NFL 100 – George “Papa Bear” Halas

03 Sep

The National Football League is celebrating it’s 100th season in 2019, and, in addition to our annual weekly Throwback Thursday features each week, will publish articles, as many as 3 per week, highlighting topics and people that played important roles in developing the game that has grown into America’s Game, the true national pastime. This week, the opening week of the season, the NFL chose perhaps the 2 most iconic franchises, and long time rivals in the league, to open it’s historic season – the Chicago Bears and Green Bay Packers. Our initial “NFL 100” post will therefore feature the father of pro football, Bears’ founder, owner and coach George “Papa Bear” Halas. Halas’ daughter, Virginia McCaskey, is still the Bears’ principal owner to this day, and the Halas family name dates back to the origins of the pro football league.



At Hays’ dealership, you could buy a 1920 Hupmobile, or a pro football franchise

The legendary story of the founding of the NFL will be told many times by many media outlets during this 100th season. It all started with a meeting of representatives of various barnstorming football clubs of the era, who played in different regional leagues with different rules, at a Hupmobile dealership in Canton, Ohio. The dealership was owned by Ralph Hays, who also owned the highly successful Canton Bulldogs football club. In a pair of meetings held at the dealership in August and September of 1920, the American Professional Football Association was formed. It would later evolve into what is now the National Football League. One of the 11 teams that was part of the newly formed professional league was the Decatur Staleys, and their founder and owner was Halas. After a hip injury ended a brief pro baseball career (17 games as a New York Yankee outfielder), he joined the Staleys as a player/coach. He moved the club to Chicago in 1921 and after baseball’s Chicago Cubs agreed to let the gridiron team use Wrigley Field as its’ home stadium, Halas changed his team’s name to the Bears as a tribute. To say this man was a giant of the game is an understatement. He was Bears’ owner for 63 years, and their coach for 40 of those years, winning 8 championships. He won his last title in 1963, and was a member of the inaugural Pro Football Hall of Fame class in 1963 also, even though the Hall generally has a 5 year waiting period for eligibility. Halas passed away in 1983, but gave the Chicago franchise one last gift in 1982 when he made a controversial hire to be the team’s next head coach – former Bear tight end Mike Ditka. Ditka turned out to be the right man for the job as he guided the 1985 “Super Bowl Shuffle” Bears to the Super Bowl championship, the team’s first title since Halas’ last in ’63.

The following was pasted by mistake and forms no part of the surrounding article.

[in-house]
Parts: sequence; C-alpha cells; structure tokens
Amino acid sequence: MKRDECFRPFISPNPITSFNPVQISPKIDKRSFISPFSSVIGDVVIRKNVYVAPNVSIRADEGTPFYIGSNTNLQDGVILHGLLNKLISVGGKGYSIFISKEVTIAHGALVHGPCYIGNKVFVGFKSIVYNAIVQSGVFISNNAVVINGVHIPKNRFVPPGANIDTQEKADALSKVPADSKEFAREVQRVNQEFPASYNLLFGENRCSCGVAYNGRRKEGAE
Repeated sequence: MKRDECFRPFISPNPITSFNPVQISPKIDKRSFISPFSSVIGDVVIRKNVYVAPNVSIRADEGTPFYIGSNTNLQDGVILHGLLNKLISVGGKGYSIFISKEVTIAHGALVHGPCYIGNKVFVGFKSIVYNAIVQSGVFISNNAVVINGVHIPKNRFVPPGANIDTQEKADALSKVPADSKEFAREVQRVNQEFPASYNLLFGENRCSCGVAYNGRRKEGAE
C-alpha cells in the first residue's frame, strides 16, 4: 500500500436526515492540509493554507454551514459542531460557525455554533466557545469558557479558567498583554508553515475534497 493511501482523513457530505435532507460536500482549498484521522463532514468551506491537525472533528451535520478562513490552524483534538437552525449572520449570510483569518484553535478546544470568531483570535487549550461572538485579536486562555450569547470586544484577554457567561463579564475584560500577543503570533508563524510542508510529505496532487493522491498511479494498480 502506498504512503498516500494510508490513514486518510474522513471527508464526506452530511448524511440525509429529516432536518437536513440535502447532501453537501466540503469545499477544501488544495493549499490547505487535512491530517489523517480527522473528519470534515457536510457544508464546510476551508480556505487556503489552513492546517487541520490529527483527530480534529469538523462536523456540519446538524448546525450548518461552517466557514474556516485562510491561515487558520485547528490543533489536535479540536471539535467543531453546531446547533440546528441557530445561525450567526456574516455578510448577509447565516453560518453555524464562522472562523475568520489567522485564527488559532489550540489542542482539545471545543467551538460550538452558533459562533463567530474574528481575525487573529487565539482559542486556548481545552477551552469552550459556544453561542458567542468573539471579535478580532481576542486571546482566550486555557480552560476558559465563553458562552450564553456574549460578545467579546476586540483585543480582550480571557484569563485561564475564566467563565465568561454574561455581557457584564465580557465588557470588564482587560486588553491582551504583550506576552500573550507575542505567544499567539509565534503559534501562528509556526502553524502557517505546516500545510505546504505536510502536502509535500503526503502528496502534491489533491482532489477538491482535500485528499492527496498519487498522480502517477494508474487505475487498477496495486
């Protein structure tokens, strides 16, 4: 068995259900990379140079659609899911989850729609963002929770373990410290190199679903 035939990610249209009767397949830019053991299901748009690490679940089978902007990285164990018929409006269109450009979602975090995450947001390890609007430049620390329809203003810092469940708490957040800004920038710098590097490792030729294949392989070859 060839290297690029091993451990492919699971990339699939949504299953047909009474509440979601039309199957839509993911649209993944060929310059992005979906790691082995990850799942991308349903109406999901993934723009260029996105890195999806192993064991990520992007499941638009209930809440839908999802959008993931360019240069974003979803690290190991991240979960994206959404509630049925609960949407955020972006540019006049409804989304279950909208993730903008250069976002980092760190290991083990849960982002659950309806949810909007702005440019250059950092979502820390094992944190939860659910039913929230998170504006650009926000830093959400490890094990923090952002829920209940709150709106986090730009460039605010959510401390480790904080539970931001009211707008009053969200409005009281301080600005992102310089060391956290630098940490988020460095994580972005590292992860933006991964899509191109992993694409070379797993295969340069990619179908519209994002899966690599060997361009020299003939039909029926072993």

Halas’ name is forever etched in NFL lore, as the National Conference champion each year is awarded the George Halas Trophy. Also, the Pro Football Hall of Fame in Canton is located on George Halas Drive.



George Halas, NFL legend


Classic Team Logo of The Day

03 Sep


Not many National Football League teams can boast that they have a special 100 year logo for this historic season, but the Chicago Bears are one of those rare teams. Founded by George “Papa Bear” Halas in 1920 as the Decatur Staleys, the “Monsters of The Midway” are one of the league’s most iconic franchises. They have had many great players don their uniforms over those 100 years, including the most Hall of Famers, 28, of any NFL team. That list includes Halas, Sid Luckman, Bronko Nagurski, Red Grange, Bulldog Turner, Walter Payton, Dick Butkus, Gale Sayers, Mike Ditka, Bill George, Doug Atkins, Mike Singletary, Dan Hampton and Richard Dent. The team has also had a number of memorable players who were not Hall of Fame caliber, like Jim McMahon, William “The Refrigerator” Perry, Brian Piccollo and Devin Hester.


Classic Sports Card of The Day

03 Sep


1949 Leaf football card of a National Football League legendary quarterback, Sid Luckman of the Chicago Bears. After a stellar college career at Columbia University, Bears’ owner George Halas wanted him for his team, but Luckman initially wasn’t interested in pro football, preferring to go work for his father’s trucking company. Halas convinced him otherwise, and Luckman went on to revolutionize the pro game running a T-formation offense that won 4 NFL titles in the 1940s. Besides being a four-time champ, Luckman was a five-time All Pro, NFL MVP in 1943, was named to the All Decade team for the 1940s and was inducted into the Pro Football Hall of Fame in 1965. He passed away at the age of 81 in 1998.